Day 38 of “40 Days to Give”
There is something like déjà vu which allows you to enter into the experience of another person as though it were actually happening to you. I don’t know if it has a name, but I can remember feeling it when I was little. Perhaps what I want to describe is a physical sensation of empathy. Maybe you’ve felt that when you saw another person wounded. I think of stories of sympathetic pregnancy symptoms—morning sickness or weight gain–in expectant dads.
I grew up in a household that was big on privacy. Mom really believed in giving children their own space. When I was thirteen I remember telling Mom that a friend had felt violated because her mom had read her diary. Mom said, “It will be a cold day when I need to read a diary to know what’s going on in my child’s life.” Her keen powers of observation were bolstered by her intuition and her lifelong study of hearts. That, plus the eyes in the back of her head.
Questions of separateness and the privacy of experiencing one’s own body melt a bit in the case of twins. I am not a twin, but I am 18 months younger than my sister, which means we have many of the emotional dynamics of twins, according to Kevin Leman and other psychologists who study the impact of birth order on personality.
So when I watch the twin babies laughing and enjoying each other, I think I sense in their eyes a knowing. It looks to me as if they know what the other is feeling, and you can almost pinpoint the moment when they start to know! Their eyes widen as if to say, “I’m looking at you!”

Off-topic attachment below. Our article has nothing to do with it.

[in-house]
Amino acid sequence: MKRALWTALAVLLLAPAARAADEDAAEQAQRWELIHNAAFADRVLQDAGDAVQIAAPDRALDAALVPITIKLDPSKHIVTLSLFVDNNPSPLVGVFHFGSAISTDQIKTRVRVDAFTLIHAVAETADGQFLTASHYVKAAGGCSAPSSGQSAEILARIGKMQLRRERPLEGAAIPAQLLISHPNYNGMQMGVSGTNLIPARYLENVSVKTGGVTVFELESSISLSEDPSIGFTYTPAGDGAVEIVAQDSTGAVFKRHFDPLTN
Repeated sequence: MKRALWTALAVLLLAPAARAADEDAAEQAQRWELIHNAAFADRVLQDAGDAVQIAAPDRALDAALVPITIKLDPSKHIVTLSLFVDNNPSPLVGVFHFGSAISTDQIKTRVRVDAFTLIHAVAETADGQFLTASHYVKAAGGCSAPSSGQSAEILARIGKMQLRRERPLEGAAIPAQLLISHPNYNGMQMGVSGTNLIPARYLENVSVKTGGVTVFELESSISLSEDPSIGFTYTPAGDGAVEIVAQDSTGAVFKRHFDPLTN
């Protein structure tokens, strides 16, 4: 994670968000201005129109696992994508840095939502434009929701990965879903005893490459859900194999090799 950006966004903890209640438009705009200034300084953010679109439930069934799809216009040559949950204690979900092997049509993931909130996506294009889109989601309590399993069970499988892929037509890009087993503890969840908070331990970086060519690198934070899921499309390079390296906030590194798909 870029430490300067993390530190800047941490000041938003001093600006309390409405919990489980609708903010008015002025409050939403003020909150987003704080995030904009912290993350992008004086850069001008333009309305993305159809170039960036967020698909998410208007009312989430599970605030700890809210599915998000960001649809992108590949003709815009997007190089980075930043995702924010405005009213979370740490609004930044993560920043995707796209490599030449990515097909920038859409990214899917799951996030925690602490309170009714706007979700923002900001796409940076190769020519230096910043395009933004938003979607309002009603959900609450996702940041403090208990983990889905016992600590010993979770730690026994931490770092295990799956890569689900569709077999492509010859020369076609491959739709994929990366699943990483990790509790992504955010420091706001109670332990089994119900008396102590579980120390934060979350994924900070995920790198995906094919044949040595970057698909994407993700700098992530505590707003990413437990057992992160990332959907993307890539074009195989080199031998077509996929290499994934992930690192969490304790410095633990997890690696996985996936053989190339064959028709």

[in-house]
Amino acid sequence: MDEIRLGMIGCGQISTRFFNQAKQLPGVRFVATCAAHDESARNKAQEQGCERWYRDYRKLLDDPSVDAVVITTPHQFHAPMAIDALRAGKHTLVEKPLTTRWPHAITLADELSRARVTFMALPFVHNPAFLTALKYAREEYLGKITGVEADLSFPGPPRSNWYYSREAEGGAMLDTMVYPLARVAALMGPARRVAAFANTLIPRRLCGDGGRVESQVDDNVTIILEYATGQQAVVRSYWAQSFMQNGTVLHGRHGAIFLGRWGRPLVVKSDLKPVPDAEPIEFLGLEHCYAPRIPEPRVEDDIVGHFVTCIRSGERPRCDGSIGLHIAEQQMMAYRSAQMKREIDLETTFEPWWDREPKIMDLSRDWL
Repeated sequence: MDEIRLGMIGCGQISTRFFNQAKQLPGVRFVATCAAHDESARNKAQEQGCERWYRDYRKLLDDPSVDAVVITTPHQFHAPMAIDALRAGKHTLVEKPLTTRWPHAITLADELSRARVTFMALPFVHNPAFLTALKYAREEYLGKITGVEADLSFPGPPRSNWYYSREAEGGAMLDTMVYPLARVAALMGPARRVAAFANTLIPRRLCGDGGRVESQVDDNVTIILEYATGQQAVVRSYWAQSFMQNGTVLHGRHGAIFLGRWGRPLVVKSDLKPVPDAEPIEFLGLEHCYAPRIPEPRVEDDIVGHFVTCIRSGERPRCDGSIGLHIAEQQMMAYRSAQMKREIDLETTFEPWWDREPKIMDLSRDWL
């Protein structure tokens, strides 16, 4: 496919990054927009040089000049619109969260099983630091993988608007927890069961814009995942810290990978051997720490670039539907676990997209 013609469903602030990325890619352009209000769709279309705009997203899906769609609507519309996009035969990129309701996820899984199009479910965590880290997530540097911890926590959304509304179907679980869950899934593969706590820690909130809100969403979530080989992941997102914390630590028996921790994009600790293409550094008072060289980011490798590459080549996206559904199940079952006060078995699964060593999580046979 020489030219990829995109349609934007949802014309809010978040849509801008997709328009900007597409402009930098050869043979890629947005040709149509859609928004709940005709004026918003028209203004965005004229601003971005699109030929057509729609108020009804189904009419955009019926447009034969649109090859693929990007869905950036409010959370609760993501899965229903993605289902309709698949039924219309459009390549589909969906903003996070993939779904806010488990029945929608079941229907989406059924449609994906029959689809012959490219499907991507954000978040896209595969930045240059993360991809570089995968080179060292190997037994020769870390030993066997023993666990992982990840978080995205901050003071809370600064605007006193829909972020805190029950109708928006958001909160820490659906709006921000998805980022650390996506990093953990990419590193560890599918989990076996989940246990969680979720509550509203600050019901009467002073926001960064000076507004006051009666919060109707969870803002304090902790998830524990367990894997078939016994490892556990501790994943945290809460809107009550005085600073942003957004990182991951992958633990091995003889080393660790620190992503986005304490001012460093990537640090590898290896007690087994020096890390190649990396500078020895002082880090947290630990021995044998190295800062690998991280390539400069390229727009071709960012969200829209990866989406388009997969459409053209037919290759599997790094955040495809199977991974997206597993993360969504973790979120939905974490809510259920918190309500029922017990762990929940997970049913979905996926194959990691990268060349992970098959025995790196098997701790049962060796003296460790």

I can recall a half-dozen moments in my childhood of trying to sense what it was like to be another person. I would gaze at some aspect of his or her physical appearance and wonder what it was like to have thick, dark, straight, shiny hair (as opposed to my fine, blond curls). I can remember wondering if other people could feel the curve of a toe curled in repose. How does it feel to have a big round tummy always resting on your lap? These questions were more than rhetorical to me. On reflection, I think I was teaching myself that we are separate persons bound by bodies, but whose spirits can touch all the same. This is a backdrop for kissing my kidney goodbye.
I don’t think I will automatically know my sister any better once part of me becomes part of her. I just wonder what it will be like. There is so much beauty and mystery to everyday life!
My friend, Vicky Thorn from Project Rachel first introduced me to the scientific phenomenon of microchimerism, whereby infants and mothers exchange cells which live within their respective bodies throughout the life span. It’s a thought I’ll say a bit more about tomorrow. I also want to be sure to tell you about Lance and donating his son Scotty’s heart.
Stay tuned too for, “You’re a part of me, I’m a part of you.”